Classical Connections takes a global perspective in comparing classical performance traditions, featuring three of the finest interpreters of these forms: Wendy Whelan, former principal dancer with the New York City Ballet; Parul Shah, celebrated performer of India’s kathak dance; and Qian Yi, Chinese kunqu opera star. Each of these dancers has dedicated their lives to the study and performance of their form, and now are pushing the boundaries to explore new territory inspired by tradition. How will the future of these classical connections be influenced by these new directions? The program will consist of short dance demonstrations and screenings of footage from Slow Dancing by photographer/videographer David Michaelek, followed by a panel discussion with these three extraordinary artists.
Viewpoints is an annual series featuring prominent, visionary figures in the creative arts and is made possible by the generous support of Aashish and Dinyar S. Devitre.
About the Artists:
Wendy Whelan was born and raised in Louisville, Kentucky, where at the age of three she began taking dance classes with Virginia Wooton, a local teacher. At age eight she performed as a mouse with the Louisville Ballet in its annual production of The Nutcracker. Joining the Louisville Ballet Academy that year, she began intense professional training. In 1981 she received a scholarship to the summer course at the School of American Ballet (SAB), the official school of New York City Ballet and a year later she moved to New York to become a full-time student there. She was invited to become a member of the New York City Ballet corps de ballet in 1986 and was promoted to principal dancer in 1991. Whelan has performed a wide spectrum of the Balanchine repertory and worked closely with Jerome Robbins on many of his ballets. She has originated featured roles in 13 ballets for Christopher Wheeldon, as well as in the ballets of William Forsythe, Alexei Ratmansky, Wayne McGregor, Jorma Elo, Shen Wei, Jerome Robbins and Twyla Tharp. In 2007, Whelan was nominated for an Olivier Award and a Critics Circle Award for her performances with Morphoses/Wheeldon Company. She has been a guest artist with The Royal Ballet and with the Kirov Ballet. She received the 2007 Dance Magazine Award, and in 2009 was given a Doctorate of Arts, honoris causa, from Bellarmine University. In 2011, she was honored with both The Jerome Robbins Award and a Bessie Award for her Sustained Achievement in Performance.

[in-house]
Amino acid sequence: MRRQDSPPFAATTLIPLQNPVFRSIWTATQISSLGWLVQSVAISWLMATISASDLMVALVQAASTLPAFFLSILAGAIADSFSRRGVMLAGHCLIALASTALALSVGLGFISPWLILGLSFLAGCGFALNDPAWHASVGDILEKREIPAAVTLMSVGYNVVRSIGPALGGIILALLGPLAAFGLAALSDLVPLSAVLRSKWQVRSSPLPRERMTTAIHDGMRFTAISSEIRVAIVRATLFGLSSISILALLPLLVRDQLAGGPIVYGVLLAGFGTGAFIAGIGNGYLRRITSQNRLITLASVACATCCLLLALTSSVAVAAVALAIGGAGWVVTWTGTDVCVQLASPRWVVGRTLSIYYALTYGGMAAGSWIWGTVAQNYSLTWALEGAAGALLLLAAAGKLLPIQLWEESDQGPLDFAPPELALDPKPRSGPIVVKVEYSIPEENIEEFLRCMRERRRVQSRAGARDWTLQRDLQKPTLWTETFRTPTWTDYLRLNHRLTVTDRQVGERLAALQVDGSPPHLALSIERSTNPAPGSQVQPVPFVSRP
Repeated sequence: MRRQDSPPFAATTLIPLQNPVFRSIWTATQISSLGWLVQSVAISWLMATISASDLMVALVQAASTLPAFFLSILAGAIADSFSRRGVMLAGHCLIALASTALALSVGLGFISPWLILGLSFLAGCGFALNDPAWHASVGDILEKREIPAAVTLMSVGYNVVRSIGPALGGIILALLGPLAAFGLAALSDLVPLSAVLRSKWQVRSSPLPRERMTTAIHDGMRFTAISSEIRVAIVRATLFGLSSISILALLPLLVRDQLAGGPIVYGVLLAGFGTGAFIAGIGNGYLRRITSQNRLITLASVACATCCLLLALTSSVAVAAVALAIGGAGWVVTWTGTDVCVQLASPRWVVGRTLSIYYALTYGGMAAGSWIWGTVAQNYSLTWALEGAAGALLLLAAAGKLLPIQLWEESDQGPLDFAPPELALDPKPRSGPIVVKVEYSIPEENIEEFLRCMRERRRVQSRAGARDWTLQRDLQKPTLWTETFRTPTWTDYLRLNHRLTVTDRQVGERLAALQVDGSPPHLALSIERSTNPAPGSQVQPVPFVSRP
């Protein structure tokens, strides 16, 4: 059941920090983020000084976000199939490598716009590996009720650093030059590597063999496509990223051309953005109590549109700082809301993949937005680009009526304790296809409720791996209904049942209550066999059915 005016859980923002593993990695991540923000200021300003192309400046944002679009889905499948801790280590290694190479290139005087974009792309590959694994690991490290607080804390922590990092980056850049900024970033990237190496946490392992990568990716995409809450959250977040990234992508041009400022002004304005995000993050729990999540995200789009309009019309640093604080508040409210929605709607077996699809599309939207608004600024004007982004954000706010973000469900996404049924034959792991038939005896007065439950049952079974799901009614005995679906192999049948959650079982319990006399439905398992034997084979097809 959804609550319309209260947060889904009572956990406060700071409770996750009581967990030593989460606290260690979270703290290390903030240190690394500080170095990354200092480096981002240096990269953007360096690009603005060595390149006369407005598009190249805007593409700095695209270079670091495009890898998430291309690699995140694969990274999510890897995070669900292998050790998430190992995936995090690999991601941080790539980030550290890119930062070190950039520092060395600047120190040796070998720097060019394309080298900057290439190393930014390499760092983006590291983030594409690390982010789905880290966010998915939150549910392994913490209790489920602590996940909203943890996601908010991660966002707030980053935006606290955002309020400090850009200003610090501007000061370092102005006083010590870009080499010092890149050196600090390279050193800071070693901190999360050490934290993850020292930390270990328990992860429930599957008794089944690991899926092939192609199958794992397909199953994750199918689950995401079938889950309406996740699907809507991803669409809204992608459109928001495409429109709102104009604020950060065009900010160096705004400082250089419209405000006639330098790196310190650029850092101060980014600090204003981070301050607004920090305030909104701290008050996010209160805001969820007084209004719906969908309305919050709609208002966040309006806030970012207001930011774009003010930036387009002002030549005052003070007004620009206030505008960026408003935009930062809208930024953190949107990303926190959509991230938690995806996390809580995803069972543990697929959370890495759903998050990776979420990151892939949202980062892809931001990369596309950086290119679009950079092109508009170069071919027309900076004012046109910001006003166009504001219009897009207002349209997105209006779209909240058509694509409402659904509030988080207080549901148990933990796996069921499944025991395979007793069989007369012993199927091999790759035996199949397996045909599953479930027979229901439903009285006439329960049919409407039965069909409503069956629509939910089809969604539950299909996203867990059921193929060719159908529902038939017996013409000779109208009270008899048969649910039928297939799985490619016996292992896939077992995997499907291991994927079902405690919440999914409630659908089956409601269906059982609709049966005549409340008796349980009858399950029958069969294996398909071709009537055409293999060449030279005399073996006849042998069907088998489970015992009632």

In 2012, Whelan began developing new collaborative projects. Her inaugural project, Restless Creature, which premiered at Jacob’s Pillow Dance Festival in August of 2013, is a suite of four duets, created by and danced with four of today’s most cutting edge contemporary dancer/choreographers, Kyle Abraham, Joshua Beamish, Brian Brooks and Alejandro Cerrudo. Restless Creature will travel to London and Vail in 2014 and will tour in the US starting in January 2015. Whelan was recently appointed an Artistic Associate at New York’s City Center and for two years beginning November 1, 2014, City Center will be her home for developing future projects. The New York Times has called Whelan “America’s greatest contemporary ballerina” and “uncompromising, generous, bold, enthusiastic, adult, at the same time decisive and investigative” She resides in New York City with her husband, the artist David Michalek.